The Return of Burlesque

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This is Celia Hirschman of KCRW for On The Beat.

A couple of months ago, while in LA, I went to see singer songwriter, Eleni Mandell perform at the nightclub, Tangiers. Eleni is a well respected singer, with a sweet and soulful voice. Just before she went onstage, a very large woman in a cowboy skirt and vest, commandeered the microphone. The intruder introduced herself as Miss Darcy Burlesque and over the course of the next 5 minutes, she sang to the audience karaoke style, while stripping down to her pasties and a g-string.

She was, as it became clear, the opening talent. I had heard about the revival of the burlesque movement but this was probably one of the last places I expected to see it. After all, Eleni was a Singer-songwriter and torch singer, and this was a music club. On top of that, Miss Darcy did not look like a typical stripper, and frankly, I feared how things might end. But I was, in fact, quite wrong. Miss Darcy's self assurance overshadowed any awkwardness I may have felt, and I was able to appreciate the sense of artistic integrity involved in the performance.

The audience, by the way, loved it.

A few weeks later, in New York City, I went to a Halloween show of The Dresden Dolls, a great new band, performing at The Bowery Ballroom. The Dresden Dolls are actually only two members, singer Amanda Palmer and drummer Brian Viglione. They often appear in white face, and on this night, many in the audience chose to wear Halloween costumes adding to the theatrics. Before the band appeared onstage, a burlesque troupe, The Sweet Tarts, gave a 20 minute performance of fan dancing, lying on beds of nails, and juggling, while stripped down to their pasties and gstrings. It was something right out of a Fellini movie. Again, the crowd applauded wildly.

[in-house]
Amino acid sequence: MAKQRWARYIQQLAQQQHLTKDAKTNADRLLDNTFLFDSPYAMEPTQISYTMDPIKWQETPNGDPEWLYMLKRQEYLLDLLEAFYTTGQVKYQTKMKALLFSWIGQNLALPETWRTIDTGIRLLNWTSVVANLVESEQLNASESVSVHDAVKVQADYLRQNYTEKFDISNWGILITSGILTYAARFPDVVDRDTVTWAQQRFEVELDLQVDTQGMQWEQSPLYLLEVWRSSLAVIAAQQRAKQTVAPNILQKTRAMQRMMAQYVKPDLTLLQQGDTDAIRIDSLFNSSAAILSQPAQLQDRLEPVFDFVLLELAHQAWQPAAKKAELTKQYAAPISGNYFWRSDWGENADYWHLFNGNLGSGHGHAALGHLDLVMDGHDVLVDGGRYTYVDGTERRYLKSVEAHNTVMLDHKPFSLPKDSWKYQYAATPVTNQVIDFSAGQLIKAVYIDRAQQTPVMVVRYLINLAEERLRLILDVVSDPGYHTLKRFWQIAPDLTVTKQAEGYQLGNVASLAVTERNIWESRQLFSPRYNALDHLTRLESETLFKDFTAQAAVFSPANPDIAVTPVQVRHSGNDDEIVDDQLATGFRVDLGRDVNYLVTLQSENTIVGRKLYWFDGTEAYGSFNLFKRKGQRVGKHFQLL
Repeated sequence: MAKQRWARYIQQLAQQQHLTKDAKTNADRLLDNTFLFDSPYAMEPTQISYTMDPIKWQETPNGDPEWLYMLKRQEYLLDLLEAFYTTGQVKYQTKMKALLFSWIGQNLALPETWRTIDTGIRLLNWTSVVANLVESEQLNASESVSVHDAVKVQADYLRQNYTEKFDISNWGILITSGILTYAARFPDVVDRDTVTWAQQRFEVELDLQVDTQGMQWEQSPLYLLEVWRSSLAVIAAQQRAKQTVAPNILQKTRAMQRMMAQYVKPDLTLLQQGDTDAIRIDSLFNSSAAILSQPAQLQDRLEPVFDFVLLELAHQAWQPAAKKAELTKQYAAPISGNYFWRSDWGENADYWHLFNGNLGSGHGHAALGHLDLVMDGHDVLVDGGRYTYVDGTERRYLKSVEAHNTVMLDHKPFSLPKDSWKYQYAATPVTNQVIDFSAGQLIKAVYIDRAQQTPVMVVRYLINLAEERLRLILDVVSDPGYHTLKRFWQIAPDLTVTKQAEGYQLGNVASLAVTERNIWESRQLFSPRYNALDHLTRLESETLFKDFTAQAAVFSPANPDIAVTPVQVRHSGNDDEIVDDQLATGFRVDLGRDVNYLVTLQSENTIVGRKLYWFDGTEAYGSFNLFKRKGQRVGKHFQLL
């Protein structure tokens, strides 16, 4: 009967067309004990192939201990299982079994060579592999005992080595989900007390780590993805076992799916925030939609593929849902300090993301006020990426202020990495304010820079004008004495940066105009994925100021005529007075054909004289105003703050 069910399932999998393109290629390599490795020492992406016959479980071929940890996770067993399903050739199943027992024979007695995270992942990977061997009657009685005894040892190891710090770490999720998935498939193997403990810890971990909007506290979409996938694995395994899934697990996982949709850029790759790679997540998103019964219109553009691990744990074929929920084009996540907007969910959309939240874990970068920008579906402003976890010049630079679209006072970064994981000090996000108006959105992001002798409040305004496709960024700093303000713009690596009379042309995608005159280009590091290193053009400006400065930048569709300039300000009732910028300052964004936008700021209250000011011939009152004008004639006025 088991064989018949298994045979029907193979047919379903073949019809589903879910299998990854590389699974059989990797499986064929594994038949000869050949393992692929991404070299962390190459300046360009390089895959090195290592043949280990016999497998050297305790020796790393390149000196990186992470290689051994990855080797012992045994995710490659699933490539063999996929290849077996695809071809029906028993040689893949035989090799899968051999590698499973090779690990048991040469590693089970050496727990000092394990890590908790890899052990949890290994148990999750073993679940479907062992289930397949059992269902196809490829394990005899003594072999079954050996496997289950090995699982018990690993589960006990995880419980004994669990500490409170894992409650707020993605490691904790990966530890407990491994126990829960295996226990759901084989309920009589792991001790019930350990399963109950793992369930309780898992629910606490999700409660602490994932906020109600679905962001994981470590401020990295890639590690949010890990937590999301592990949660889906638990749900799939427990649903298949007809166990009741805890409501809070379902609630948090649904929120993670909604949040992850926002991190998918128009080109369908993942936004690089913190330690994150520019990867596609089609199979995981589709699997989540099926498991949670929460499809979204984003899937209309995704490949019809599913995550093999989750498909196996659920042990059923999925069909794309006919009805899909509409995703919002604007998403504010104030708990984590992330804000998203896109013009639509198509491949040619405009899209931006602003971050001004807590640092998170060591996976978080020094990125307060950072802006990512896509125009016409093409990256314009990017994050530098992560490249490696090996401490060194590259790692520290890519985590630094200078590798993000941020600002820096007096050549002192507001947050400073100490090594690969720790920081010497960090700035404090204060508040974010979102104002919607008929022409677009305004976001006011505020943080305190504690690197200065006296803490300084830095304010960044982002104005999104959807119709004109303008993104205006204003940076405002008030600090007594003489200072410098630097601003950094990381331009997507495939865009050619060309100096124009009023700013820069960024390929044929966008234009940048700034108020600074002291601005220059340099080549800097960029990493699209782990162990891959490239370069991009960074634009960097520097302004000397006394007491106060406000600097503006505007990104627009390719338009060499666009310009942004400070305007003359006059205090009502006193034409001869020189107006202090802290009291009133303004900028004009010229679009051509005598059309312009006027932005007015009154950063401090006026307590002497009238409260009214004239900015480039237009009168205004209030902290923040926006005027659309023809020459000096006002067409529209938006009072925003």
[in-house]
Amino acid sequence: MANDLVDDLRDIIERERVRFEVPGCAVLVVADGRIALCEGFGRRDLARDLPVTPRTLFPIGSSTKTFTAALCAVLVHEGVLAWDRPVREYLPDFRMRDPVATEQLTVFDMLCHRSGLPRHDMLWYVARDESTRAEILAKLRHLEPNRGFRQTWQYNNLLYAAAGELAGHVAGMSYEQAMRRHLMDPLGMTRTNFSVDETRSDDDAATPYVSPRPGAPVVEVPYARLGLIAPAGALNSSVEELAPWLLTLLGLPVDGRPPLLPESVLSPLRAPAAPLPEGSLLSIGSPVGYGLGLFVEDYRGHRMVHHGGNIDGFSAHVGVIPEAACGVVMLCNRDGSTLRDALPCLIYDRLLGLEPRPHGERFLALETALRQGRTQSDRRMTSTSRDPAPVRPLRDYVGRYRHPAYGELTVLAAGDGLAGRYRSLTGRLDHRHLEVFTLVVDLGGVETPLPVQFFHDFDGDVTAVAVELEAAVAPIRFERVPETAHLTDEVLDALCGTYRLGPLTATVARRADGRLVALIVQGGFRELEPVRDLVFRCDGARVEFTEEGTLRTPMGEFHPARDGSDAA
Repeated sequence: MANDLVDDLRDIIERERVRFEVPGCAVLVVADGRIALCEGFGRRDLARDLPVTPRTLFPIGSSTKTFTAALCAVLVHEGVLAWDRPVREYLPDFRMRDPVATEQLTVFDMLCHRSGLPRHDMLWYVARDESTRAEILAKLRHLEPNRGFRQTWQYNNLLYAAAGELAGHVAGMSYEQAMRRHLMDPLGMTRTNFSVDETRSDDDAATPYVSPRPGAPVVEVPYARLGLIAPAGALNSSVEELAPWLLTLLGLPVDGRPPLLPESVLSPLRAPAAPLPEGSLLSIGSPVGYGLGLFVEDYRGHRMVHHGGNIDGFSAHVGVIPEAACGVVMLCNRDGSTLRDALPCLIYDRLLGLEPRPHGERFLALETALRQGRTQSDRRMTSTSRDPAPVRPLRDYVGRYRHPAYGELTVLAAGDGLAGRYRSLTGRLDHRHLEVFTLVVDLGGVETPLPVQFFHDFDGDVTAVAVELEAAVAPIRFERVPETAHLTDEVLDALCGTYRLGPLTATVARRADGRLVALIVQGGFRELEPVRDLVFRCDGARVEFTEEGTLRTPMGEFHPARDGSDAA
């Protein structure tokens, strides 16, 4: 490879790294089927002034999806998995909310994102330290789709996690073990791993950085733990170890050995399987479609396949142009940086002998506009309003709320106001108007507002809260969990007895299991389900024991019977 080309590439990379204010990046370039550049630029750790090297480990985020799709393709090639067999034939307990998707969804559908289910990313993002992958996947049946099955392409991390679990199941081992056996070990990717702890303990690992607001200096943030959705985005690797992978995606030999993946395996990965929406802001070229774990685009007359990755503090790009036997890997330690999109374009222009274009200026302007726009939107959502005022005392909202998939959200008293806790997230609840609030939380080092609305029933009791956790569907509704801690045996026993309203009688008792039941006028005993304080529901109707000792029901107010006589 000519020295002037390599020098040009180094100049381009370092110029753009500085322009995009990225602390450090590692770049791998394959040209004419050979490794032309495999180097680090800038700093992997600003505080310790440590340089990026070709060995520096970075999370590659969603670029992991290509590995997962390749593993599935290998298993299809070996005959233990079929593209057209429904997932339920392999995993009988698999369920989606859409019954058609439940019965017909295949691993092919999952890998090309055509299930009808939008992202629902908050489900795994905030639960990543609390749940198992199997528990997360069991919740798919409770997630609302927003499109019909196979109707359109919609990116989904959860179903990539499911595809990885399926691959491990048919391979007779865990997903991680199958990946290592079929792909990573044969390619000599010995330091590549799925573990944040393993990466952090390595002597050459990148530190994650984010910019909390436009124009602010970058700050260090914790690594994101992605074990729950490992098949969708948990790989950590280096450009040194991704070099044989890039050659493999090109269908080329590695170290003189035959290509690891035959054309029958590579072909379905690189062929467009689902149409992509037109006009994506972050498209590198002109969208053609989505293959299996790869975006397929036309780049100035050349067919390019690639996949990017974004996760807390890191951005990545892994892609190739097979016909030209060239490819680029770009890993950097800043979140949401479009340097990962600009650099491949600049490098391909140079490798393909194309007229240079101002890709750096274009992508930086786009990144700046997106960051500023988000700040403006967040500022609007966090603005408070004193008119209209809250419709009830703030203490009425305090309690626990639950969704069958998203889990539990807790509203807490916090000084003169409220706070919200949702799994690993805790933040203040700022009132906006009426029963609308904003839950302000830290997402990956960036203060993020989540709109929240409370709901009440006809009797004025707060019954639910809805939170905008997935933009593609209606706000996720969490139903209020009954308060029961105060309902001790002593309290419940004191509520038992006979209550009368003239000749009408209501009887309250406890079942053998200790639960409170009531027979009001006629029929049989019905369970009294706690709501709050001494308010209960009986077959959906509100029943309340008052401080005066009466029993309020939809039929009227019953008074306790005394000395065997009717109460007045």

Though Burlesque harkens back to the Victorian era, it's made a major return in the past five years and Los Angeles has been one of the main center points of the resurgence. Now, in the last year, burlesque has begun to sweep the country in every major market.

While writing this piece, I discovered a friend of mine in New York City freelances as a burlesque dancer, so I endeavored to find out more. It turns out, some of the performers are actually professional actors or dancers, and in fact a number of them also moonlight as sex educators. These are women very comfortable with their appeal and find dancing to be a reinforcement of their feminine sexuality. Unlike a traditional strip club where people go for sexually charged entertainment, people who attend burlesque performances usually understand that the themes are of wit, sexiness, and glamour, with a focus on fun and humor. This makes it a very positive experience for both the performers and the audience.

If you think about it, it's not surprising that the rock world has opened its doors to burlesque performers. Good rock and roll shows have always exhibited sexual undertones, while breaking taboos with extravagant performances. Good burlesque shows offer the same.

It's wonderful that some rock and rollers are secure enough, and open enough to allow other art forms to share their audience.

If music and the culture behind the music is going to continue to grow, it's a necessary step in our evolution.

This is Celia Hirschman, with On the Beat, on KCRW.